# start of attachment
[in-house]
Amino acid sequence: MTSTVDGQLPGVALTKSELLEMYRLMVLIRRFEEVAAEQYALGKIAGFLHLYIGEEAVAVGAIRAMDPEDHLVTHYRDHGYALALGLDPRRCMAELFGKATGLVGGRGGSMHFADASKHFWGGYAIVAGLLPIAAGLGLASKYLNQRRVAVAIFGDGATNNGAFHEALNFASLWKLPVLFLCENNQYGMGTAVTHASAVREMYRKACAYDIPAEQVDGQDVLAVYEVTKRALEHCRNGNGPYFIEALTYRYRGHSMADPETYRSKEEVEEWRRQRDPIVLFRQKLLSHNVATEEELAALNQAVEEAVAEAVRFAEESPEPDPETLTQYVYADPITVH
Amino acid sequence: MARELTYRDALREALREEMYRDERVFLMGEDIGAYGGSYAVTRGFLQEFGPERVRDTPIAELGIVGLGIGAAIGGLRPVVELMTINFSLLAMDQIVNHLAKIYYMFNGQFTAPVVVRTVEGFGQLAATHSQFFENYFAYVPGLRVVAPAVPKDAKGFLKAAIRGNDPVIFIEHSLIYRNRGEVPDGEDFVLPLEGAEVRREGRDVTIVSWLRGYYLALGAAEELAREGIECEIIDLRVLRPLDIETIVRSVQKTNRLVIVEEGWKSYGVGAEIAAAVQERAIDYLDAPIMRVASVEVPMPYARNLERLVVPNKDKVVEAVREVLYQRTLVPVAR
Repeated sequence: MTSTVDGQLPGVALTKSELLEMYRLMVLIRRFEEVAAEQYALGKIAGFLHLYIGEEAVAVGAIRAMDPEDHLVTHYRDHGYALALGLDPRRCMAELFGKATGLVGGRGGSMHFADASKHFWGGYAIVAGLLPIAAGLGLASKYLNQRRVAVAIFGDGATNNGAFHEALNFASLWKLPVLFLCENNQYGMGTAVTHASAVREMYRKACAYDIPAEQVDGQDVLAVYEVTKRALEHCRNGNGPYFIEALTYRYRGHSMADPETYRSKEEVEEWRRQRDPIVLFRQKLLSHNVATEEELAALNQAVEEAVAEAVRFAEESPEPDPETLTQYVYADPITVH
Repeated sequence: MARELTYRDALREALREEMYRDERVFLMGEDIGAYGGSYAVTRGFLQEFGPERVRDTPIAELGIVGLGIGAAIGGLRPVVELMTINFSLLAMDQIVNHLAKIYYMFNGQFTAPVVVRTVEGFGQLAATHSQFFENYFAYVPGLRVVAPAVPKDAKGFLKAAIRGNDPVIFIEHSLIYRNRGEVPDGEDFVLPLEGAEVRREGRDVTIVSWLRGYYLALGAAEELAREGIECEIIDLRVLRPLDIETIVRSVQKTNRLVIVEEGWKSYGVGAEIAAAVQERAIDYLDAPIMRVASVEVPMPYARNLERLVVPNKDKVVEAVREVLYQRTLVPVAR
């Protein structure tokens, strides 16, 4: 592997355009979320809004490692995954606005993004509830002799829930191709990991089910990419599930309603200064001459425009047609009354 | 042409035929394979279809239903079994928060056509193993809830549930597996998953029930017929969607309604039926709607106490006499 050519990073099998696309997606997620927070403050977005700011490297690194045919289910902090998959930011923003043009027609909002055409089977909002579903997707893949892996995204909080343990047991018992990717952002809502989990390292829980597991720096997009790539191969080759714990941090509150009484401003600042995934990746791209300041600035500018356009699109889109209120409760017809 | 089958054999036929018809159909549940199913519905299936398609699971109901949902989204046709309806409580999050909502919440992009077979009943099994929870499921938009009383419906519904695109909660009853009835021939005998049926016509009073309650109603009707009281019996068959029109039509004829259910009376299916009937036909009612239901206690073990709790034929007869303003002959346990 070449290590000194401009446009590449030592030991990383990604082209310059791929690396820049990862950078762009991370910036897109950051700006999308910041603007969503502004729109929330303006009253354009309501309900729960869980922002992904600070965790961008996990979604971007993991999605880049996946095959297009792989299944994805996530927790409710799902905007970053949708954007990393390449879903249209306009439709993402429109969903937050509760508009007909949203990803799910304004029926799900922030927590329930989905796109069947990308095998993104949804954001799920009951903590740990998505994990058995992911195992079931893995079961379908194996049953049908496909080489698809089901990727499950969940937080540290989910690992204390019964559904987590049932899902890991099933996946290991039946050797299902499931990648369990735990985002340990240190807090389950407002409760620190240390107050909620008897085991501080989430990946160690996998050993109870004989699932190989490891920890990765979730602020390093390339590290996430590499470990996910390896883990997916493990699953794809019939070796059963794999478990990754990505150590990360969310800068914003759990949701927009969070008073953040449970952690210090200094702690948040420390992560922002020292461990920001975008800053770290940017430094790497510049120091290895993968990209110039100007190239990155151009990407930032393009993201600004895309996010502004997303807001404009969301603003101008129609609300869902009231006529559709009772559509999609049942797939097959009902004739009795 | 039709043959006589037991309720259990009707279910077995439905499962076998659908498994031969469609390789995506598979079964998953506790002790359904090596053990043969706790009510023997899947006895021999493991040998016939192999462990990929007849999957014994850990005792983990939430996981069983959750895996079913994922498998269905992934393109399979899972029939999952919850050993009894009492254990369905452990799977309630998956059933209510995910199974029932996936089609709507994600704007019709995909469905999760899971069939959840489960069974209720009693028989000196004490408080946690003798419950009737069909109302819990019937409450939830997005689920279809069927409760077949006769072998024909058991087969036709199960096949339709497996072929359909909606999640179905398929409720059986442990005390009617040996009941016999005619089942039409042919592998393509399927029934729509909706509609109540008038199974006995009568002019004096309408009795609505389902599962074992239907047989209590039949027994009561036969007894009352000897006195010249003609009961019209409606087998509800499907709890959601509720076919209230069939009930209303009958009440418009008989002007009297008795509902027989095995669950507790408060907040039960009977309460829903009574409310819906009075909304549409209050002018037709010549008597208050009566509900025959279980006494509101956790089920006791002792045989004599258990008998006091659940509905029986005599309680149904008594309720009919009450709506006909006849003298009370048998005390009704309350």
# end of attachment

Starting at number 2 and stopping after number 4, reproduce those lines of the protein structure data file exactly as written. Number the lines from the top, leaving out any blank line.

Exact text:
Amino acid sequence: MTSTVDGQLPGVALTKSELLEMYRLMVLIRRFEEVAAEQYALGKIAGFLHLYIGEEAVAVGAIRAMDPEDHLVTHYRDHGYALALGLDPRRCMAELFGKATGLVGGRGGSMHFADASKHFWGGYAIVAGLLPIAAGLGLASKYLNQRRVAVAIFGDGATNNGAFHEALNFASLWKLPVLFLCENNQYGMGTAVTHASAVREMYRKACAYDIPAEQVDGQDVLAVYEVTKRALEHCRNGNGPYFIEALTYRYRGHSMADPETYRSKEEVEEWRRQRDPIVLFRQKLLSHNVATEEELAALNQAVEEAVAEAVRFAEESPEPDPETLTQYVYADPITVH
Amino acid sequence: MARELTYRDALREALREEMYRDERVFLMGEDIGAYGGSYAVTRGFLQEFGPERVRDTPIAELGIVGLGIGAAIGGLRPVVELMTINFSLLAMDQIVNHLAKIYYMFNGQFTAPVVVRTVEGFGQLAATHSQFFENYFAYVPGLRVVAPAVPKDAKGFLKAAIRGNDPVIFIEHSLIYRNRGEVPDGEDFVLPLEGAEVRREGRDVTIVSWLRGYYLALGAAEELAREGIECEIIDLRVLRPLDIETIVRSVQKTNRLVIVEEGWKSYGVGAEIAAAVQERAIDYLDAPIMRVASVEVPMPYARNLERLVVPNKDKVVEAVREVLYQRTLVPVAR
Repeated sequence: MTSTVDGQLPGVALTKSELLEMYRLMVLIRRFEEVAAEQYALGKIAGFLHLYIGEEAVAVGAIRAMDPEDHLVTHYRDHGYALALGLDPRRCMAELFGKATGLVGGRGGSMHFADASKHFWGGYAIVAGLLPIAAGLGLASKYLNQRRVAVAIFGDGATNNGAFHEALNFASLWKLPVLFLCENNQYGMGTAVTHASAVREMYRKACAYDIPAEQVDGQDVLAVYEVTKRALEHCRNGNGPYFIEALTYRYRGHSMADPETYRSKEEVEEWRRQRDPIVLFRQKLLSHNVATEEELAALNQAVEEAVAEAVRFAEESPEPDPETLTQYVYADPITVH